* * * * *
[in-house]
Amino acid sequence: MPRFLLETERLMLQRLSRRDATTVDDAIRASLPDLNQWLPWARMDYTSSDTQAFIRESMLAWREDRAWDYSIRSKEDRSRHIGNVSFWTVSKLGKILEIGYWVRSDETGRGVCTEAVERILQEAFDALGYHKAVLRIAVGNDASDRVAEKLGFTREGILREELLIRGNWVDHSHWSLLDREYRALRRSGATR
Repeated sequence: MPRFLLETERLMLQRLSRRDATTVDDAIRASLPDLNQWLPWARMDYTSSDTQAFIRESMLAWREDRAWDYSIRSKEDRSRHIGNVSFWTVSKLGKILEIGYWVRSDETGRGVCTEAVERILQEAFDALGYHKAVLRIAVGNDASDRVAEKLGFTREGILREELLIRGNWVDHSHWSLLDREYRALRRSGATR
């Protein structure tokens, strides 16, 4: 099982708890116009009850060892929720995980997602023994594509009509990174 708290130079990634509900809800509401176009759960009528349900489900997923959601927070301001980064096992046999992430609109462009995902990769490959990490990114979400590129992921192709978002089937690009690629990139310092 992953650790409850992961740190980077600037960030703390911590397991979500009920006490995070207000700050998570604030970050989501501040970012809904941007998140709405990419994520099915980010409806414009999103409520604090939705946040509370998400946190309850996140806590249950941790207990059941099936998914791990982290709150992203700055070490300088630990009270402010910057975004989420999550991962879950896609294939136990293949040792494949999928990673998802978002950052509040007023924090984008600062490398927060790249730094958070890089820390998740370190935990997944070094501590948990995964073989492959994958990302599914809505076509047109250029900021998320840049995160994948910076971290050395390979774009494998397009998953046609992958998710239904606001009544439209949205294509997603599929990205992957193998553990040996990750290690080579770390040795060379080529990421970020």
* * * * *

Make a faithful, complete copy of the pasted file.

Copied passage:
[in-house]
Amino acid sequence: MPRFLLETERLMLQRLSRRDATTVDDAIRASLPDLNQWLPWARMDYTSSDTQAFIRESMLAWREDRAWDYSIRSKEDRSRHIGNVSFWTVSKLGKILEIGYWVRSDETGRGVCTEAVERILQEAFDALGYHKAVLRIAVGNDASDRVAEKLGFTREGILREELLIRGNWVDHSHWSLLDREYRALRRSGATR
Repeated sequence: MPRFLLETERLMLQRLSRRDATTVDDAIRASLPDLNQWLPWARMDYTSSDTQAFIRESMLAWREDRAWDYSIRSKEDRSRHIGNVSFWTVSKLGKILEIGYWVRSDETGRGVCTEAVERILQEAFDALGYHKAVLRIAVGNDASDRVAEKLGFTREGILREELLIRGNWVDHSHWSLLDREYRALRRSGATR
């Protein structure tokens, strides 16, 4: 099982708890116009009850060892929720995980997602023994594509009509990174 708290130079990634509900809800509401176009759960009528349900489900997923959601927070301001980064096992046999992430609109462009995902990769490959990490990114979400590129992921192709978002089937690009690629990139310092 992953650790409850992961740190980077600037960030703390911590397991979500009920006490995070207000700050998570604030970050989501501040970012809904941007998140709405990419994520099915980010409806414009999103409520604090939705946040509370998400946190309850996140806590249950941790207990059941099936998914791990982290709150992203700055070490300088630990009270402010910057975004989420999550991962879950896609294939136990293949040792494949999928990673998802978002950052509040007023924090984008600062490398927060790249730094958070890089820390998740370190935990997944070094501590948990995964073989492959994958990302599914809505076509047109250029900021998320840049995160994948910076971290050395390979774009494998397009998953046609992958998710239904606001009544439209949205294509997603599929990205992957193998553990040996990750290690080579770390040795060379080529990421970020």